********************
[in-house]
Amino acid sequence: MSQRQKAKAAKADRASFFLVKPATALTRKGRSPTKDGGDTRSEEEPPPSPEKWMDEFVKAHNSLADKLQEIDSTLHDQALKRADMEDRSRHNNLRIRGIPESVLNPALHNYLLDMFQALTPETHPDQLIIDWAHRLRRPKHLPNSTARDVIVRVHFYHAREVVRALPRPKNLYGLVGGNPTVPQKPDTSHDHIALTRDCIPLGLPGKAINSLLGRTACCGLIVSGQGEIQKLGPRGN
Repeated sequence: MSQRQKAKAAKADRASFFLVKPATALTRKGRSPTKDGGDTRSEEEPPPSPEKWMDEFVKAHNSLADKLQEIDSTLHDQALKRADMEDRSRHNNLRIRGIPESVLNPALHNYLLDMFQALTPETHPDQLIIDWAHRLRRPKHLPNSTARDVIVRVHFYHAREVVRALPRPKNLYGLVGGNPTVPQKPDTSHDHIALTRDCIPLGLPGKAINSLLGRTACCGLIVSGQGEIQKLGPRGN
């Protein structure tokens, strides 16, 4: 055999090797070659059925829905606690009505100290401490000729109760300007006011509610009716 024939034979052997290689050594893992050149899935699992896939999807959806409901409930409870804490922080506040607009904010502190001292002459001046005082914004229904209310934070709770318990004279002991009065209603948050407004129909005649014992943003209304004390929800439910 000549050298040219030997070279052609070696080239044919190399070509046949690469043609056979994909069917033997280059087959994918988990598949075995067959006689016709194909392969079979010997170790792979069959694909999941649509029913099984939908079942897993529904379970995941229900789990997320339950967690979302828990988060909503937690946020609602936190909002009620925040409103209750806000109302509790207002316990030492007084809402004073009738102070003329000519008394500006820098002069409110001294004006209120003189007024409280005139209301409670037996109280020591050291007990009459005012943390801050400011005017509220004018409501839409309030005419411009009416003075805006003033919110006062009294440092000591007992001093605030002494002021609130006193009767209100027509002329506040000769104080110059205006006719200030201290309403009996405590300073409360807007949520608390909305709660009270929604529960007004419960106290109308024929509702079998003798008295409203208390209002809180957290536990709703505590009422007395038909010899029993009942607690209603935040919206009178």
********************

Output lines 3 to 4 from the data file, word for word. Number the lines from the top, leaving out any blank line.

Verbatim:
Repeated sequence: MSQRQKAKAAKADRASFFLVKPATALTRKGRSPTKDGGDTRSEEEPPPSPEKWMDEFVKAHNSLADKLQEIDSTLHDQALKRADMEDRSRHNNLRIRGIPESVLNPALHNYLLDMFQALTPETHPDQLIIDWAHRLRRPKHLPNSTARDVIVRVHFYHAREVVRALPRPKNLYGLVGGNPTVPQKPDTSHDHIALTRDCIPLGLPGKAINSLLGRTACCGLIVSGQGEIQKLGPRGN
């Protein structure tokens, strides 16, 4: 055999090797070659059925829905606690009505100290401490000729109760300007006011509610009716 024939034979052997290689050594893992050149899935699992896939999807959806409901409930409870804490922080506040607009904010502190001292002459001046005082914004229904209310934070709770318990004279002991009065209603948050407004129909005649014992943003209304004390929800439910 000549050298040219030997070279052609070696080239044919190399070509046949690469043609056979994909069917033997280059087959994918988990598949075995067959006689016709194909392969079979010997170790792979069959694909999941649509029913099984939908079942897993529904379970995941229900789990997320339950967690979302828990988060909503937690946020609602936190909002009620925040409103209750806000109302509790207002316990030492007084809402004073009738102070003329000519008394500006820098002069409110001294004006209120003189007024409280005139209301409670037996109280020591050291007990009459005012943390801050400011005017509220004018409501839409309030005419411009009416003075805006003033919110006062009294440092000591007992001093605030002494002021609130006193009767209100027509002329506040000769104080110059205006006719200030201290309403009996405590300073409360807007949520608390909305709660009270929604529960007004419960106290109308024929509702079998003798008295409203208390209002809180957290536990709703505590009422007395038909010899029993009942607690209603935040919206009178």